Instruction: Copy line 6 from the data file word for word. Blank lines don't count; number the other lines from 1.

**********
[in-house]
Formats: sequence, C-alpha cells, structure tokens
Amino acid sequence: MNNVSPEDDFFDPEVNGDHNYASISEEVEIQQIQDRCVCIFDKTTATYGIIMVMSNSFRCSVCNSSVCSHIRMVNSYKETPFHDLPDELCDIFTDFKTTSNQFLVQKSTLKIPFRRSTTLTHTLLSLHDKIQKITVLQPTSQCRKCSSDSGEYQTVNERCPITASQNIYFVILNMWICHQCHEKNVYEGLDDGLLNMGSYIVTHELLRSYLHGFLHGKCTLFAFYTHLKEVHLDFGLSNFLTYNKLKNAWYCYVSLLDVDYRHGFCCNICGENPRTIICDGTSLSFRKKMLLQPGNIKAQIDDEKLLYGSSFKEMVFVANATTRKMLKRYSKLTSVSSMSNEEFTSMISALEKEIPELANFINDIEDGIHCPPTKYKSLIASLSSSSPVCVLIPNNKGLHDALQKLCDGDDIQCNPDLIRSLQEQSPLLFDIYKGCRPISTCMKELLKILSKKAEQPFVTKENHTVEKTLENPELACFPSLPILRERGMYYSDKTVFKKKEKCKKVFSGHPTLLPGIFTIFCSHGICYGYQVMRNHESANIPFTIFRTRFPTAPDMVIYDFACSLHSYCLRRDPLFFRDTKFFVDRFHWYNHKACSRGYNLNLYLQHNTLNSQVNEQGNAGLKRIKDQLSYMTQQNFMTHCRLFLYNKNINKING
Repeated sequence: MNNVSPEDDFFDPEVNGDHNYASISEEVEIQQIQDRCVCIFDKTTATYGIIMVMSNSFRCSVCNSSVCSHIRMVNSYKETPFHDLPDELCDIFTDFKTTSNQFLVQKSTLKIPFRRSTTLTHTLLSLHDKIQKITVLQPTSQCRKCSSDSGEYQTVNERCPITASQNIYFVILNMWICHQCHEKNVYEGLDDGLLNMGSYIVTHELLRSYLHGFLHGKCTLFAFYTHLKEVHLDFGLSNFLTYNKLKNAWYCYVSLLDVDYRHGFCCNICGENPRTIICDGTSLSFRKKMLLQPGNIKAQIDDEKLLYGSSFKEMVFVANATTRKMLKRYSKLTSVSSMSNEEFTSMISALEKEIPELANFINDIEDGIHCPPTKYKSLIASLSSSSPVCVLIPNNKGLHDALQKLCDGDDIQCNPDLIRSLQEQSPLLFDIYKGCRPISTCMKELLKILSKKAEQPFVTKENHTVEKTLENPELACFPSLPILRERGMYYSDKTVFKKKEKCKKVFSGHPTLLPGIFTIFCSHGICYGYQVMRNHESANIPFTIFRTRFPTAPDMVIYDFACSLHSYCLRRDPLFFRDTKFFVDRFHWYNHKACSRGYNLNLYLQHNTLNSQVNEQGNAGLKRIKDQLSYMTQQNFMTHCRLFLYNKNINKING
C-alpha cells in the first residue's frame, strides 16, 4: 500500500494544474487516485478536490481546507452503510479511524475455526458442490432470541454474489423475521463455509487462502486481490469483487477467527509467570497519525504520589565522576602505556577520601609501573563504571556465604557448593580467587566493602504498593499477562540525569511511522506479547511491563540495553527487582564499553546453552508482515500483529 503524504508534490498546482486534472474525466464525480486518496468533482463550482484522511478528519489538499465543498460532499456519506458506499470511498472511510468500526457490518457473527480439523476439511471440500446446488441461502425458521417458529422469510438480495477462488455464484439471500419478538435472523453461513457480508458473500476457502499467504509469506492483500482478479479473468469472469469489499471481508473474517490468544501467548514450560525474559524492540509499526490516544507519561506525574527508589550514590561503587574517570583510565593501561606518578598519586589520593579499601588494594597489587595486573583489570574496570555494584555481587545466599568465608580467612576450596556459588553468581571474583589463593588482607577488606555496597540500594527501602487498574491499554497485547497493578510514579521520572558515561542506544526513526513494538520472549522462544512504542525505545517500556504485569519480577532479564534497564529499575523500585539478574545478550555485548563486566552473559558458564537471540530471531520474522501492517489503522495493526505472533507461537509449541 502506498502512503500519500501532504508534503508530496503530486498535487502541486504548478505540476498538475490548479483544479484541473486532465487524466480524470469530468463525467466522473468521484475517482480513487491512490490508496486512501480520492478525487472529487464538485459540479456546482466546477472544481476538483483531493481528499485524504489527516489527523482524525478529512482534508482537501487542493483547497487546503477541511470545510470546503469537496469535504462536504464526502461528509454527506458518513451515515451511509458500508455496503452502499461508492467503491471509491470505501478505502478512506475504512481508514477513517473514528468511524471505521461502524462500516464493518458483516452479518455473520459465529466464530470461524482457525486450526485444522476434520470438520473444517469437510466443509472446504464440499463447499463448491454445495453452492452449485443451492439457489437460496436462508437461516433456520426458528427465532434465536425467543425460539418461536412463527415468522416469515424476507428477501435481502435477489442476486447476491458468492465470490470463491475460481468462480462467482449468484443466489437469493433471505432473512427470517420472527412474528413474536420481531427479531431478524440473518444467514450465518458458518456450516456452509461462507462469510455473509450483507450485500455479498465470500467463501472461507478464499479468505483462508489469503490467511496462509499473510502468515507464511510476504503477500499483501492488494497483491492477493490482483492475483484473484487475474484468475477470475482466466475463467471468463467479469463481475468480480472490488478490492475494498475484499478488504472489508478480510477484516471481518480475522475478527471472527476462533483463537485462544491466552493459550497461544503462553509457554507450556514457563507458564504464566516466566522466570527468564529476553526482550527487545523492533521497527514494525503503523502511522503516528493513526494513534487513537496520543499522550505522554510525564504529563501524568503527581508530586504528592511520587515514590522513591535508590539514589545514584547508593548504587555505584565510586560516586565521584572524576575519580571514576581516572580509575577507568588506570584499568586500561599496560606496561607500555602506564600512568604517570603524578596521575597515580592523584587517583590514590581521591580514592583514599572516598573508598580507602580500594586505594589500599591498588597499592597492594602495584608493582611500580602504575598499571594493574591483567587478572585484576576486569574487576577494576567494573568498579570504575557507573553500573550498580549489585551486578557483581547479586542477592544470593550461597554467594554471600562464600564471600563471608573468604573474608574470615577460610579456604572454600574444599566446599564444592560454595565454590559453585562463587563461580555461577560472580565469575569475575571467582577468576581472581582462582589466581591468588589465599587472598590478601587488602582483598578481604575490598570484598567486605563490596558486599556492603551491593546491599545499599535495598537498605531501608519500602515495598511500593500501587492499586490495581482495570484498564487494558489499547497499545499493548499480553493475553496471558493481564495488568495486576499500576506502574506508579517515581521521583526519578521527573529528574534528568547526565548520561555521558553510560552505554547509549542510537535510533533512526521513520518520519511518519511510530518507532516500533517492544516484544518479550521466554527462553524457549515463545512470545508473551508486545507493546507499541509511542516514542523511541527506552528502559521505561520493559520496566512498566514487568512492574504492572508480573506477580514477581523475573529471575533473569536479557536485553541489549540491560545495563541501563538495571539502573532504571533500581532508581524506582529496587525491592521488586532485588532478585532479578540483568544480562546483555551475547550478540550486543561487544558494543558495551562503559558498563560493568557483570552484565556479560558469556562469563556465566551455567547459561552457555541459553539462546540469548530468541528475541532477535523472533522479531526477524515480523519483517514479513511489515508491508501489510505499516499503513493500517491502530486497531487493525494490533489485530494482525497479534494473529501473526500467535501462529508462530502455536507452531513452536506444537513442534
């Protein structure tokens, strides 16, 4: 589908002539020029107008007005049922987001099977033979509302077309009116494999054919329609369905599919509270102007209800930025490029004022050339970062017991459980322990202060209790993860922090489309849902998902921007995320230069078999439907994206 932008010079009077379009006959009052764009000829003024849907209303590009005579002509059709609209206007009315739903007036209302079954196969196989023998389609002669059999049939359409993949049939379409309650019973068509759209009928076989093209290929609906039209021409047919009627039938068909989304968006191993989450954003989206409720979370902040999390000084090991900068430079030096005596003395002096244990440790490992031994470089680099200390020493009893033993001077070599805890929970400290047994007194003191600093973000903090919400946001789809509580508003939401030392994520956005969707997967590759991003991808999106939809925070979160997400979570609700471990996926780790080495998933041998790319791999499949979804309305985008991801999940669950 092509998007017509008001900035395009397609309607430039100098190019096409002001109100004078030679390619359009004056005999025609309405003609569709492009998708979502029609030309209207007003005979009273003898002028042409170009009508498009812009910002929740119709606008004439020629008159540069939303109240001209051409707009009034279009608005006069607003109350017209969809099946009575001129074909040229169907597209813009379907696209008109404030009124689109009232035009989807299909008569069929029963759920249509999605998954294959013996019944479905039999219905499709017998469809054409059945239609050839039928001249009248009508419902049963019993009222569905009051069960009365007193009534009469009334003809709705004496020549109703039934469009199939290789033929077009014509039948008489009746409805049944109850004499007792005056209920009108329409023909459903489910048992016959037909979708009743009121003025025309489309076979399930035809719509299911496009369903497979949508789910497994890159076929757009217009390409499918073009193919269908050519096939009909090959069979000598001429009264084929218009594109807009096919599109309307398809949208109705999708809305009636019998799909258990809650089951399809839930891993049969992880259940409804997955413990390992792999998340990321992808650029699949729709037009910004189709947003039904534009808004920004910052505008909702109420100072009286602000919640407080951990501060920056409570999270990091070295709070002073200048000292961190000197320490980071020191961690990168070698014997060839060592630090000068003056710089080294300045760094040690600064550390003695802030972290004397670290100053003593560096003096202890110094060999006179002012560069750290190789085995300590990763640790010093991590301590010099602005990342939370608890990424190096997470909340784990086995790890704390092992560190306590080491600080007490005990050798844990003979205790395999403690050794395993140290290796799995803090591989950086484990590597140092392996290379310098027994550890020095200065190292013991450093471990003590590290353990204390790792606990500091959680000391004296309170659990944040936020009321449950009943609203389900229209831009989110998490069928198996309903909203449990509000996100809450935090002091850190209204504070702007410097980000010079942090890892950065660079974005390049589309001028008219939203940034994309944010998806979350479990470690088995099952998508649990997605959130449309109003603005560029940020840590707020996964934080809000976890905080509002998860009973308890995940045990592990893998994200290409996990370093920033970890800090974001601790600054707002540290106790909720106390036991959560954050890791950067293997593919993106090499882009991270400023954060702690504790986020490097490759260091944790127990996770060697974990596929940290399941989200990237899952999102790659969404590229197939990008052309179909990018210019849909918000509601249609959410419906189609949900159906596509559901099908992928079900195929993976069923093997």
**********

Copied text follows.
């Protein structure tokens, strides 16, 4: 589908002539020029107008007005049922987001099977033979509302077309009116494999054919329609369905599919509270102007209800930025490029004022050339970062017991459980322990202060209790993860922090489309849902998902921007995320230069078999439907994206 932008010079009077379009006959009052764009000829003024849907209303590009005579002509059709609209206007009315739903007036209302079954196969196989023998389609002669059999049939359409993949049939379409309650019973068509759209009928076989093209290929609906039209021409047919009627039938068909989304968006191993989450954003989206409720979370902040999390000084090991900068430079030096005596003395002096244990440790490992031994470089680099200390020493009893033993001077070599805890929970400290047994007194003191600093973000903090919400946001789809509580508003939401030392994520956005969707997967590759991003991808999106939809925070979160997400979570609700471990996926780790080495998933041998790319791999499949979804309305985008991801999940669950 092509998007017509008001900035395009397609309607430039100098190019096409002001109100004078030679390619359009004056005999025609309405003609569709492009998708979502029609030309209207007003005979009273003898002028042409170009009508498009812009910002929740119709606008004439020629008159540069939303109240001209051409707009009034279009608005006069607003109350017209969809099946009575001129074909040229169907597209813009379907696209008109404030009124689109009232035009989807299909008569069929029963759920249509999605998954294959013996019944479905039999219905499709017998469809054409059945239609050839039928001249009248009508419902049963019993009222569905009051069960009365007193009534009469009334003809709705004496020549109703039934469009199939290789033929077009014509039948008489009746409805049944109850004499007792005056209920009108329409023909459903489910048992016959037909979708009743009121003025025309489309076979399930035809719509299911496009369903497979949508789910497994890159076929757009217009390409499918073009193919269908050519096939009909090959069979000598001429009264084929218009594109807009096919599109309307398809949208109705999708809305009636019998799909258990809650089951399809839930891993049969992880259940409804997955413990390992792999998340990321992808650029699949729709037009910004189709947003039904534009808004920004910052505008909702109420100072009286602000919640407080951990501060920056409570999270990091070295709070002073200048000292961190000197320490980071020191961690990168070698014997060839060592630090000068003056710089080294300045760094040690600064550390003695802030972290004397670290100053003593560096003096202890110094060999006179002012560069750290190789085995300590990763640790010093991590301590010099602005990342939370608890990424190096997470909340784990086995790890704390092992560190306590080491600080007490005990050798844990003979205790395999403690050794395993140290290796799995803090591989950086484990590597140092392996290379310098027994550890020095200065190292013991450093471990003590590290353990204390790792606990500091959680000391004296309170659990944040936020009321449950009943609203389900229209831009989110998490069928198996309903909203449990509000996100809450935090002091850190209204504070702007410097980000010079942090890892950065660079974005390049589309001028008219939203940034994309944010998806979350479990470690088995099952998508649990997605959130449309109003603005560029940020840590707020996964934080809000976890905080509002998860009973308890995940045990592990893998994200290409996990370093920033970890800090974001601790600054707002540290106790909720106390036991959560954050890791950067293997593919993106090499882009991270400023954060702690504790986020490097490759260091944790127990996770060697974990596929940290399941989200990237899952999102790659969404590229197939990008052309179909990018210019849909918000509601249609959410419906189609949900159906596509559901099908992928079900195929993976069923093997």